4. My most horrifying school memory was sitting in detention with Sister James Margaret. I was in the sixth grade and had been caught passing a Playboy magazine from John D to Timmy B in religion class. In my defense, I’d no idea what I was passing because it was held under the table. I had been moved to the boy’s table the previous week for talking too much at the girl’s table. (Imagine that!) Sister James Margaret had me sit next to John, the class bully, but directly across from Paul S, the man of my dreams. I was terrified of John, so when he elbowed me and whispered to pass it on, I did. Of course, at that moment she turned away from the blackboard. I was mortified, but declined to tell her who had passed me the magazine. I did not want to feel John’s wrath -I still had the egg-shaped lump on my forehead from his knocking me into a wall two days ago – and I didn’t want my classmates to think I was a tattletale.
    I tried to explain to Sister that my dad was a detective and I couldn’t possibly stay at school until he came home. He sometimes worked until midnight.
    “You are very lucky, Miss Kurth, that I’ve no pressing social engagements,” she said. I’ll never forget it. We sat there until after five at night. I could hear my dad’s shoes clomping down the hallway across the tiled floor. Dad had a brief discussion with Sister, then jerked his head towards the door indicating it was time to go. I didn’t receive any punishment at home, but my Pop-Pop got an earful from Nana about taking me to burlesque shows. That’s a whole different story. I had to sit next to Sister James Margaret’s desk for the next week. She soon learned that I could talk to anyone about anything and sent me back to the girl’s table to get some peace and quiet for herself.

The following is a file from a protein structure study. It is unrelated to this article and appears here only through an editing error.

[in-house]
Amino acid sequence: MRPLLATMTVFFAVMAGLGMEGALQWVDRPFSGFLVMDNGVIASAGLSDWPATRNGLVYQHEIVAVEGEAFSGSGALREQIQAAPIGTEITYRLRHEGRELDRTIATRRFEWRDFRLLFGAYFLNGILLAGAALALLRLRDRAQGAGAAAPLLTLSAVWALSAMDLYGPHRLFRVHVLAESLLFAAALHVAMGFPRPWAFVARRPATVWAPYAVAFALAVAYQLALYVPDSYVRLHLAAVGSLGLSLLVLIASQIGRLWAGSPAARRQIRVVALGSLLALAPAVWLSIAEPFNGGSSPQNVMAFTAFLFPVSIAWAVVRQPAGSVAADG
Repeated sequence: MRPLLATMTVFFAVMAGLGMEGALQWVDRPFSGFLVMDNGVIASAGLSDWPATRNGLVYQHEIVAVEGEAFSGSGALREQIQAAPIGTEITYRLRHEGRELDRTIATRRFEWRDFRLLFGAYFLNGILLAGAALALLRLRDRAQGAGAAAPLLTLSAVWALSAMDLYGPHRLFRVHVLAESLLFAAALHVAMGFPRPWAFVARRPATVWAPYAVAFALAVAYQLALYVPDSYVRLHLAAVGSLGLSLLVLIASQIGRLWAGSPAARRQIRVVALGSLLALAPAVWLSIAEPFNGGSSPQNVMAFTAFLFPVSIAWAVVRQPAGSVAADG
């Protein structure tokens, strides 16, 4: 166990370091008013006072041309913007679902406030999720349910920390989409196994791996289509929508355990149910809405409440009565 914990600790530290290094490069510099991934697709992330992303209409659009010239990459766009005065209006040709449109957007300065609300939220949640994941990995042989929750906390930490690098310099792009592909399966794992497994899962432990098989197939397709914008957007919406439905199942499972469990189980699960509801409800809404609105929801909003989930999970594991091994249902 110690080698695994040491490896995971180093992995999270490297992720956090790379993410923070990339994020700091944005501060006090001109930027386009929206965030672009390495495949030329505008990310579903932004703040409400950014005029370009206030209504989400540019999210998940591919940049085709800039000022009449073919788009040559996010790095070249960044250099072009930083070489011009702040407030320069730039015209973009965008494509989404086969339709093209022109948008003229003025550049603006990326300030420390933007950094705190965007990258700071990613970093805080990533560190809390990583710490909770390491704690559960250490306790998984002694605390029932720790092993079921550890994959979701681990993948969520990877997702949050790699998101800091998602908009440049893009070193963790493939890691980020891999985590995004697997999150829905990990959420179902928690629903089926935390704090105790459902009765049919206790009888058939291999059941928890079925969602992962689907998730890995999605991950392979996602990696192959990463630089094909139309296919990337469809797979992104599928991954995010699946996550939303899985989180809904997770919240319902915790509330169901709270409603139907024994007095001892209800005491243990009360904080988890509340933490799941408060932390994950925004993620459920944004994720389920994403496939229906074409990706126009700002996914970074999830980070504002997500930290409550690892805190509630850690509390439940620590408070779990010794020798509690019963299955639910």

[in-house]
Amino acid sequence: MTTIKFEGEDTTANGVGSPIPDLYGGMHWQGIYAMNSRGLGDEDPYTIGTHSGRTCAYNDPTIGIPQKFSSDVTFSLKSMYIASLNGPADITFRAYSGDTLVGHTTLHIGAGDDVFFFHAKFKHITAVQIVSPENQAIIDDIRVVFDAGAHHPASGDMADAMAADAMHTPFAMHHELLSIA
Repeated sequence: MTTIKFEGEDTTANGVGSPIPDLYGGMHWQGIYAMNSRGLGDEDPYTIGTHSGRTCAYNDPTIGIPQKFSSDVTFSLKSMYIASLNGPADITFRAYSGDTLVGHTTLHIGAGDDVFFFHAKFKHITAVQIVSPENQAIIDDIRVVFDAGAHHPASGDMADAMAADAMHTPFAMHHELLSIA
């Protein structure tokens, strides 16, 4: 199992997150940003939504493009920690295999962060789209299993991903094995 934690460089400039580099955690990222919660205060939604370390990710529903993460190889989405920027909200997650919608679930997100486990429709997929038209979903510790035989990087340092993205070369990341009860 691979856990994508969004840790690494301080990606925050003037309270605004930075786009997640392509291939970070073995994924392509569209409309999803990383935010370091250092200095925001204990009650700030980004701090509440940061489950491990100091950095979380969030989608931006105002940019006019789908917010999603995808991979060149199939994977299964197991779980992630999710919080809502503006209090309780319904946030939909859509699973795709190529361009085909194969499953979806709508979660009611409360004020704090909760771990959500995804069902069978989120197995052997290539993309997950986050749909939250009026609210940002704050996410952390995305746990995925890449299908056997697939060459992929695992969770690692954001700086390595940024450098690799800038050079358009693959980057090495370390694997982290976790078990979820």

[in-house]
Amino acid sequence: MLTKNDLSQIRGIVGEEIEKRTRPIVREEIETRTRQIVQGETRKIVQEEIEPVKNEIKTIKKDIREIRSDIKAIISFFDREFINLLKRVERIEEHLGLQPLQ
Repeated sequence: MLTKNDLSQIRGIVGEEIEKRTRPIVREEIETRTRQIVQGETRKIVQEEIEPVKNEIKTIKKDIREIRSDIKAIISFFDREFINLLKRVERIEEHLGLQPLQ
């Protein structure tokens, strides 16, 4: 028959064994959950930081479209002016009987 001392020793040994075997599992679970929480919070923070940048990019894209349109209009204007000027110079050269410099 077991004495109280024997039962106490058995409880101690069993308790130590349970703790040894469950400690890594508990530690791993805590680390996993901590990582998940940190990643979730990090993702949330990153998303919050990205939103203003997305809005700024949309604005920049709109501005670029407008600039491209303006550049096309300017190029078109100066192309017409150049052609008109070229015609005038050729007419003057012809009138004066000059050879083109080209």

5. What a great idea, Wickeds! I have enjoyed reading all of the stories. My story, not all that exciting, is something I remind myself of when I wonder why I think I can write but also handy for me as a teacher. When I was in what was then called primary 1 (1st grade I think) we were asked to write a sentence using the word, “well”. I wrote, “Well, as for the crazy man, he walked backwards.” The teacher zipped over to my desk and called another teacher over. Being shy I was terrified, they were not pleased, I could tell. The reason this story is instructive for me as a teacher is that it took place in a city school. We did not have wells. We turned on the spigot and water came out. Children learn from what they hear and experience and I was surrounded by women telling stories, well, you can imagine…

  6. Two incidents stand out: winning a huge dictionary for my poetry as an 8th grader, only to have it challenged by a senior who’d lost the competition. She said mine was too mature for my age and I couldn’t possibly have written it. Fortunately, my mom hadn’t emptied the garbage in my room and brought my many draft copies up to school. I lugged that thing around for years! Second: raising my skirt in elementary school to my chin to show off my new gym shorts– which I’d forgotten to wear! Edith’s petticoat story brought that back!